Marvel Meets Dick Van Dyke
by Jeff Bowles
On January 15th, the video streaming service Disney+ premiered the first of its Marvel Studios television series, WandaVision. The show is tied into the larger Marvel Cinematic Universe, which for better or worse means it’s a more meaningful viewing experience if you’re familiar with a few of the newer Marvel movies, most notably Captain America: Civil War, Avengers: Infinity War, and Avengers: Endgame. By no means are the two premier episodes entirely dependent on those other films, because really, WandaVision is a Marvel production of a different color (or is that Technicolor?).
WandaVision is high-concept for a comic book adaptation. It’s a hybrid classic sitcom and superhero movie, though the first two episodes depend much more heavily on the sitcom tropes than on muscles and powers. It pays expert homage to old fifties and sixties shows like The Dick Van Dyke Show and I Dream of Jeannie, and it does so in a fairly clear-eyed fashion. Disney+ and Marvel Studios were wise to premier the first two episodes together, because at first blush, the series doesn’t seem to have much more going for it than being a classic American television pastiche.
It’s pretty clear by the end of episode two, however, that there’s something interesting and probably sinister happening underneath an otherwise slick and squeaky-clean black and white veneer. When last we saw Avengers Wanda Maximoff and The Vision, they were embroiled in the whole Infinity Saga thing. The mad Titan Thanos killed Vision to take the elemental stone locked inside his cranial matrix, and a bit later on (after some significant time travel shenanigans) Wanda helped the rest of the Marvel heroes take Thanos down for good. So what are the two of them doing here, living in I Love Lucy land? The show offers a few tantalizing hints, but so far, nothing super concrete.
As with most of the stuff Marvel commits to the screen, WandaVision is based on a couple different comic book source stories. I won’t and can’t spoil it for you, because the cinematic universe always diverges from the comics, and for good reason. But it will be intriguing to see how the series evolves from here. Lots of fun to be had with the concept, and I hope the show takes full advantage of every fun detail it’s set up so far.
The tone of WandaVision is pretty spot on, with a few notable exceptions. Sometimes jokes land in an authentic and genuine manner, and at other times they feel more synthetic than The Vision himself. For instance, in one sequence Vision accidently eats a piece of chewing gum, and it makes him act comically inebriated. For some reason. Again, sitcom logic. Paul Bettany, who plays the android Avenger, must enjoy the opportunity to put a new spin on this guy, because he really gives it everything he’s got. Marvel is taking a risk with this show, and that’s much appreciated. Other comic book movie franchises have gotten stale, but the MCU is proving once again it’s never willing to rest on its creative laurels. Superficially so, at least.
Ultimately, Bettany and co-star Elizabeth Olsen are really charming and comfortable together. Vision and Wanda Maximoff have a long and storied Marvel romance, so it’s fun watching this whole interesting take on superhero storytelling unfold. Some fans may find it slow and laborious. I mean, no big action scenes or sweeping and typically overly dramatic character moments? Really?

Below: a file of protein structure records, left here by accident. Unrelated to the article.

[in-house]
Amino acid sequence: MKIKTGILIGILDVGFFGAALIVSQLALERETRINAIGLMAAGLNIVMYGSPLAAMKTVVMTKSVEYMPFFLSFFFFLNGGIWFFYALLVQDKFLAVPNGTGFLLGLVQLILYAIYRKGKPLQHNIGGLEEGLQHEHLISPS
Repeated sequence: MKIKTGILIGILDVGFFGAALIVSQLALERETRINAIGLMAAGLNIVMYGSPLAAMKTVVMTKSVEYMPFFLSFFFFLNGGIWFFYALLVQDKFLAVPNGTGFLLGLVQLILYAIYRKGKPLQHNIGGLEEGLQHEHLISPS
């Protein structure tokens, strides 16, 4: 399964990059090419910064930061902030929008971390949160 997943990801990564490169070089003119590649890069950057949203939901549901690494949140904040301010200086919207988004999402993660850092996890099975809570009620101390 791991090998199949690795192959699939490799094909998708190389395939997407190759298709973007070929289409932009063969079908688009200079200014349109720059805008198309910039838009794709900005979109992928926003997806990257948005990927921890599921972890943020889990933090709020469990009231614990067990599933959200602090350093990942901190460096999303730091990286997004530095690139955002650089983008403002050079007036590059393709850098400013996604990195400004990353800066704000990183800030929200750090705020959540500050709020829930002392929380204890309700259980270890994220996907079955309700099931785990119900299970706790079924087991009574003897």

But this is good television if you ask me, Americana masquerading as Americana. Truth be told, it’s got more creative potential in its little finger than most comic movies released in the last quarter century had tucked away inside their entire utility belts. The shared universe model is both fundamentally flawed and incredibly successful because it discourages outsiders and incentives people willing to dig in and enjoy a much larger overarching narrative. It won’t be for everyone, but that’s how it’s always been with comics and comic book fans. The good news with WandaVision is that it’s likely to ensnare you if you let it, regardless of whether you can tell Iron Man from War Machine, Winter Soldier from The Falcon, Hulk from She-Hulk.
By the way, She-Hulk, Falcon and Winter Soldier, Loki, Ms. Marvel, and a whole host of other Marvel heroes are getting Disney+ shows in the months and years ahead. Brave new world, if you’re looking forward to it. Eventually you’ll need a Master’s degree to understand the whole complex storyline. Lucky for you, I proudly hold that exact degree.
Jeff’s Movie Reviews gives the premier of WandaVision an Eight out of Ten.
Jeff Bowles is a science fiction and horror writer from the mountains of Colorado. The best of his outrageous and imaginative work can be found in God’s Body: Book One – The Fall, Godling and Other Paint Stories, Fear and Loathing in Las Cruces, and Brave New Multiverse. He has published work in magazines and anthologies like PodCastle, Tales from the Canyons of the Damned, the Threepenny Review, and Dark Moon Digest. Jeff earned his Master of Fine Arts degree in creative writing at Western State Colorado University. He currently lives in the high-altitude Pikes Peak region, where he dreams strange dreams and spends far too much time under the stars. Jeff’s new novel, Love/Madness/Demon, is available on Amazon now!
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